Jessica Keller, OD, and her husband Mike Keller had been looking for a way to get closer to their hometown of Bismarck, North Dakota. Since her 2013 graduation from Pacific University College of Optometry, she had been practicing in Dickinson, North Dakota, an hour west of where they wanted to be. When the couple had their second daughter a year ago, Dr. Keller knew she was ready to settle down and start a practice.
Until she found a place, she began to make plans. “I want to come up with a name, a brand and theme. The other clinics in the area are named for the town or the locality, and I wanted something different. Elite Eye Care popped out. I liked the brevity and the message that we would provide excellent quality care,” she says.
The couple found an ideal building—a shell in retail strip mall with four businesses on each side. A dentist, family physician and an orthodontist are all nearby. Her brother-in-law has a building company, so he helped her design the space. “I knew I wanted to do an open ceiling in the optical and incorporate an industrial look but also bring in the some of the Midwest history.” For example, the new drywall on the walls is purposely removed in areas to expose brick—which was placed there just for the purpose. Similar bits of brick serve as a display stand for some frames.
Even though the space has four large windows on each of the door, Dr. Keller knew how important lighting is. There’s an unusual chandelier hanging from the exposed steel beam ceiling, gooseneck barn sconces and some track lighting.
She also created a small area for children to play, since she knew families with young children would be among her patients. She found a cute table and chairs and repurposed wooden spice racks to hang on the wall to hold children’s books.
She found an online service that helped her with the logo design, which is prominent above the front door and also inside the location. The dispensary carries about 400 frames, all with styles that are not commonly found elsewhere in town. She’s just added a display area for sunglasses. “My brother-in-law created the unfinished wood shelving units with lighting underneath to display some of the eyewear,” she says. Her husband, an industrial maintenance technician, still travels to his job in Dickinson but continues to be extremely helpful as both a handyman and in sharing ideas, she says.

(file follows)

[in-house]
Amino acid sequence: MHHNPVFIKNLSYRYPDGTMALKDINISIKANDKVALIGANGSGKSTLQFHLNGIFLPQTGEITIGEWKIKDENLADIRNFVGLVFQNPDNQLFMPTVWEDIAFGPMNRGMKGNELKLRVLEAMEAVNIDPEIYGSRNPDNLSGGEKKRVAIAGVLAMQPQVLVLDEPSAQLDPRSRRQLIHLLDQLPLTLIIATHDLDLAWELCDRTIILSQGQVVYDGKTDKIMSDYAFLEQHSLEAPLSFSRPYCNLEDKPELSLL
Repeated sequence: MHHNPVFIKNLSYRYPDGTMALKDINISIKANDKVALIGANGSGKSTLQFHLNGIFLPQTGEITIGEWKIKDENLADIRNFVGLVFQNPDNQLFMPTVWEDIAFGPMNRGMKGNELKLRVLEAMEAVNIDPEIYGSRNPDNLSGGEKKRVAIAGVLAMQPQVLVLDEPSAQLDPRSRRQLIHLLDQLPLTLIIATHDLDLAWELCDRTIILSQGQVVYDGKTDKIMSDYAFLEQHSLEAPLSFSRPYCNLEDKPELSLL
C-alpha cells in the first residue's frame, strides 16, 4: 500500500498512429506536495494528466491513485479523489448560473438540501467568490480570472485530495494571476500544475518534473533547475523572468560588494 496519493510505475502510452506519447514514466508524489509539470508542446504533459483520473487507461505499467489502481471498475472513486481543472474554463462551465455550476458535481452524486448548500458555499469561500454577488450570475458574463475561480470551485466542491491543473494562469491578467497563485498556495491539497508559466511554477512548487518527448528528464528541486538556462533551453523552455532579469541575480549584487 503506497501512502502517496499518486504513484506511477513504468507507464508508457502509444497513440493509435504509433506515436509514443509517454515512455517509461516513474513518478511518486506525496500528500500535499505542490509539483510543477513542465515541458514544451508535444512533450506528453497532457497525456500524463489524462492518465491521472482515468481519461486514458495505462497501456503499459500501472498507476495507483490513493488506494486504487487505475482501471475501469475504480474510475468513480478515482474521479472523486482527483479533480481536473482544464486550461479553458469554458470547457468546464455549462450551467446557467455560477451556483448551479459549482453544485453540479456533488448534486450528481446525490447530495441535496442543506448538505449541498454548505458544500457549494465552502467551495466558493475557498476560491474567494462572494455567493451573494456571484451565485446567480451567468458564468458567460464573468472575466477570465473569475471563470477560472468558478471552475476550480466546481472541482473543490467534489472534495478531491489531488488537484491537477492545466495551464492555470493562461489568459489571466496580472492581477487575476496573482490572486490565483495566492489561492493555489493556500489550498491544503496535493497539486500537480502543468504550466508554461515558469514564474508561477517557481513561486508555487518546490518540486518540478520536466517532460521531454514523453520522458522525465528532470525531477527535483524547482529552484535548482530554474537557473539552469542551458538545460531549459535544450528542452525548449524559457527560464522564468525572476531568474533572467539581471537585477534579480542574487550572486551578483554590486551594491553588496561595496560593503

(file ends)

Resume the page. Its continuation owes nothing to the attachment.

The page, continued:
Dr. Keller has one employee to start, a receptionist/optician. The practice has room for two exam lanes, but for now, one is finished. It’s a 1,500-square-foot space—and it’s literally square, not rectangular. She says that has helped her create a hallway that moves people through the office in a circular pattern while maximizing the space for the exam rooms, a pretesting room, a contact lens area, her own office and a staff office and a lab/storage area where she can do eyewear repairs.
“I’ve had the vision in my mind to start small. We’re open Monday-Friday, with evening hours on Wednesday, and I can slot longer exams or spend time with patients in the optical,” she says. That, her frame offerings and the practice design have been differentiators in a town where there are at least eight other clinics. “Patients recognize that it’s different from the logo and looking in the front windows,” she says.
Dr. Keller says that she expects business to pick up after the 4th of July. “I used the slower time during our first two months to get our systems in place and train my employee, who had technician experience but not optical experience. Now I feel like we’re ready when the pace picks up.”